Interest Rates: Another related factor is the prospect of an interest rate rise in the US. Related because any increase in interest rates in the U.S. will further strengthen the dollar… and as Americans see higher interest rates on their CDs and other fixed income investments, the less they’d clamor for gold… so a rising interest rate environment diminishes the attraction of non-yielding assets such as gold. And as most of my listeners likely know, the Federal Reserve is widely expected to nominally raise interest rates later in the year – some predict September, others say perhaps around December of this year… but a rate increase is apparently imminent, barring any “black swan” events in the U.S. or abroad that we cannot foresee. And while some say the drop in China’s stock market is worrisome, most economists believe the Fed is well on track to raise rates in 2015.
Yet another factor in the drop in gold prices was news that China has been gradually selling its gold reserves, with reports that the People’s Bank of China gold bullion has dropped from an estimated 3,500 tons down to about 1,658 tons of bullion — a much bigger drop than analysts expected, which led investors to sell gold when the news broke.
Gold has also been retreating as other perceived threats have faded. So, a few months back, Wall Street was fixated on the Greek bailout… but that’s no longer a major concern so there is no flight to the safety of gold.
And while the sharp drop in China’s stock market does raise the risk of a massive slowdown in China, investors do not believe this slowdown warrants a rush to gold at this time.
Investors appear to be quite relaxed about both these events and have not sold off riskier assets such as equities and bonds.
Moreover, with stocks doing really well in the U.S. and abroad, and with gold providing neither a dividend nor any other form of income, there is an opportunity cost in holding on to it. So holding on to gold may be worth it in bad times when interest rates are low and the price of gold is likely to rise. But, with borrowing costs set to rise, commodities are losing favor with investors who can generate higher returns elsewhere.
Gold prices are also down because demand for gold has fallen to its lowest level in six years on declining orders from jewelers in dominant markets, as well as from global central banks.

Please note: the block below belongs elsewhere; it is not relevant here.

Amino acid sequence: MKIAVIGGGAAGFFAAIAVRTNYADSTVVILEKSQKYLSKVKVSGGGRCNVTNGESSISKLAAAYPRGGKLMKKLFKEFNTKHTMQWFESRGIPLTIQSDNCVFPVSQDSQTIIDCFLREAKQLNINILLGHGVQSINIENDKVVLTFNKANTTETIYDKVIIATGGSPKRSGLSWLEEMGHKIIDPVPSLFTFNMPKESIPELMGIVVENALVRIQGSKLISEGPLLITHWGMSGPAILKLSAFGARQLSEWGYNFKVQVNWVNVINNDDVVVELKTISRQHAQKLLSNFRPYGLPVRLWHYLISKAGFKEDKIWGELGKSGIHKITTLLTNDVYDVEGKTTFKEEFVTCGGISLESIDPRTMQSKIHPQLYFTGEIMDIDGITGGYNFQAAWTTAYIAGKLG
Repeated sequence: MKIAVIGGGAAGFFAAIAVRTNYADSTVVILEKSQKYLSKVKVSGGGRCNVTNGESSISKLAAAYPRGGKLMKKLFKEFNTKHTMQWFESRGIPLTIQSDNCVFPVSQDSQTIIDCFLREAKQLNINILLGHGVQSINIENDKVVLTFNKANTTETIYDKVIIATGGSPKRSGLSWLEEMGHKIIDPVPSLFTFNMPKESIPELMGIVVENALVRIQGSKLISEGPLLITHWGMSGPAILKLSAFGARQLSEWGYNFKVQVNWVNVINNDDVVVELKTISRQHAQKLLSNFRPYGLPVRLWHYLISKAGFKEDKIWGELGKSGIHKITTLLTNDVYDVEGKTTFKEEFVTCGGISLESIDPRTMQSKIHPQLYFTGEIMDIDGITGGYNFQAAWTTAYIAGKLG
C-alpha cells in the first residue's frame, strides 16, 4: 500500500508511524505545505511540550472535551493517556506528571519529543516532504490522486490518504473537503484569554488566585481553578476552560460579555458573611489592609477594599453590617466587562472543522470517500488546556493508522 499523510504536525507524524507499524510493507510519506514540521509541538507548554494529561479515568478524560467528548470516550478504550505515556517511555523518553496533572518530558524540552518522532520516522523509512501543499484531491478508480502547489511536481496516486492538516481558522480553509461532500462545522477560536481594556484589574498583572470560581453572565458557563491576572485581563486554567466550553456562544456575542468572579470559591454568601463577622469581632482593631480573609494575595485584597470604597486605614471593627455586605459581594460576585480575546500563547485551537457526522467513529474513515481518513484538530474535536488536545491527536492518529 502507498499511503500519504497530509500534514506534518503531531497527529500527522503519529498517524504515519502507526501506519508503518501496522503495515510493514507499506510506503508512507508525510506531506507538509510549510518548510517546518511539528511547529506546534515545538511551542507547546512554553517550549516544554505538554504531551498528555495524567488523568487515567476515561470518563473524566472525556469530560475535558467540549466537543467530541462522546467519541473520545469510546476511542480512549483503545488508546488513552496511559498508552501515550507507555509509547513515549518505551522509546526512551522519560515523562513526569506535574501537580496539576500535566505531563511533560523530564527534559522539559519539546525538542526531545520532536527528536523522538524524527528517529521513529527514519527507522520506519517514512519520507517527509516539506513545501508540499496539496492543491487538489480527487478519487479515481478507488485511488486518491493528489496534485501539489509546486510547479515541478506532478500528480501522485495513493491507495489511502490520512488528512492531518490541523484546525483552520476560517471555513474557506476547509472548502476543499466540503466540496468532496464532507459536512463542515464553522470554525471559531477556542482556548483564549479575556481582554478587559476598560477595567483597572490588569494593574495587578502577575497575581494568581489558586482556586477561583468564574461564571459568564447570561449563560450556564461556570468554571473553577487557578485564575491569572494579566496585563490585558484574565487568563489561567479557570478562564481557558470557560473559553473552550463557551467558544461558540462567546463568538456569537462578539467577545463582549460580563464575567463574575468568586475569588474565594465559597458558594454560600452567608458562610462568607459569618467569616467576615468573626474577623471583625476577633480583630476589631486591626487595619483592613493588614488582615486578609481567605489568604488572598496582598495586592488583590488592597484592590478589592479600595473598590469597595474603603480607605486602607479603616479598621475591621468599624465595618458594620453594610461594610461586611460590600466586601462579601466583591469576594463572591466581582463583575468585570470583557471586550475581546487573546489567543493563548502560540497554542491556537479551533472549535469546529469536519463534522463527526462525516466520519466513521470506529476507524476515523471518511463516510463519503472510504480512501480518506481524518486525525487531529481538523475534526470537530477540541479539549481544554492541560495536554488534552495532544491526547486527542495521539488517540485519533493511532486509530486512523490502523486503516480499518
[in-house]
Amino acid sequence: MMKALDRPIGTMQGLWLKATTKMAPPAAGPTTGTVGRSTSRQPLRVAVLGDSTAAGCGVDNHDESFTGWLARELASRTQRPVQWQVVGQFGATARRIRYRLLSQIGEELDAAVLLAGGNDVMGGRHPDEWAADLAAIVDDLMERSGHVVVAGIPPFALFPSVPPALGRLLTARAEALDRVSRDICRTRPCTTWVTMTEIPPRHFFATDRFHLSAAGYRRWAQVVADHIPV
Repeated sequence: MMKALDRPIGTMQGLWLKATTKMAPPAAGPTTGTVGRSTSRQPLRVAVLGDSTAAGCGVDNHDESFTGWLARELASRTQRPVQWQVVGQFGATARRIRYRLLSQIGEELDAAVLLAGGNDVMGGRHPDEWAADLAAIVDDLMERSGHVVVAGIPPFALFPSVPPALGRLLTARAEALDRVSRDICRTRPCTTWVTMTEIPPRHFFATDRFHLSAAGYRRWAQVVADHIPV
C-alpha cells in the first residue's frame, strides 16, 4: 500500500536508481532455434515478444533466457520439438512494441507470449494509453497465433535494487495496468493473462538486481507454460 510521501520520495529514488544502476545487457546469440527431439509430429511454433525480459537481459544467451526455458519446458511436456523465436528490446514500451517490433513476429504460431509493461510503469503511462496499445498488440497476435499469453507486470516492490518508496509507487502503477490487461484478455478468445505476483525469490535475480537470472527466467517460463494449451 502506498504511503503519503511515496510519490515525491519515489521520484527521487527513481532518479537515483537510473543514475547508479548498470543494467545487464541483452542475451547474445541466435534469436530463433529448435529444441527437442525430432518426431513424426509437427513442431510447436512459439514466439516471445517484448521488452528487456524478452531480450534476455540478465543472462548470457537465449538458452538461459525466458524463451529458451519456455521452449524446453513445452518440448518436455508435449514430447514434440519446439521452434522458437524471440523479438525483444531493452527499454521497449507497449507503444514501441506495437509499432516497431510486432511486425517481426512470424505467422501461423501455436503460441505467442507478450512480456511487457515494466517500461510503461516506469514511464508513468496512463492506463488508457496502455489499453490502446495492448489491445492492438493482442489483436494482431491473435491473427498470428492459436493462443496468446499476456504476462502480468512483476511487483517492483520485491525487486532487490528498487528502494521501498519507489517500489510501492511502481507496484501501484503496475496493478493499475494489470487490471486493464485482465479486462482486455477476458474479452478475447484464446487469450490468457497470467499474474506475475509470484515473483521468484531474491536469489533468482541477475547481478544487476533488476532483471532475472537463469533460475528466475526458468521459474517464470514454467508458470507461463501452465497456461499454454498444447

Figures from the World Gold Council reveal that global demand fell by 12 per cent to 915 tonnes in the second quarter of 2015. Half of this fall was accounted for by sharp declines in jewelry demand in India and China, while central bank purchases fell 13 per cent.
So… where do gold prices go from here?
Well… frankly, it’s hard to predict where prices will be in the future… on just about anything. All we can do is sit here and make educated guesses about the future based on our macroeconomic models of forecasting… and even then, you’ll get widely different forecasts. But there’s still value to looking ahead so one can prepare for worst case scenarios or upside investment options.
So given where we are today, with a strong dollar and the U.S. economy looking up with strong job growth, low unemployment, strong housing, low interest rates and falling oil prices… gold does not hold a lot of charm and prices could still fall lower – perhaps to or even below the $1,000 mark this year. Add to this Greece’s avoiding a messy default on its payment obligations or an exit from the Euro zone for now, and a landmark nuclear deal between the world’s major powers and Iran, and you get no ‘safe haven’ support for gold either.
Now the flip side… I think gold has diversification and “insurance” value in investment portfolios… and many gold bulls believe gold is selling cheap at current levels because the world and the global economy are still very vulnerable as a whole… so perhaps, for some of you, now could be a good time to start gradually building up positions in gold because your downside now could be much less than had you gotten in at the peak… but who knows – gold could go below $1,000 OR rise back to near its $1,895 peak in the years to come. Time will tell, as always!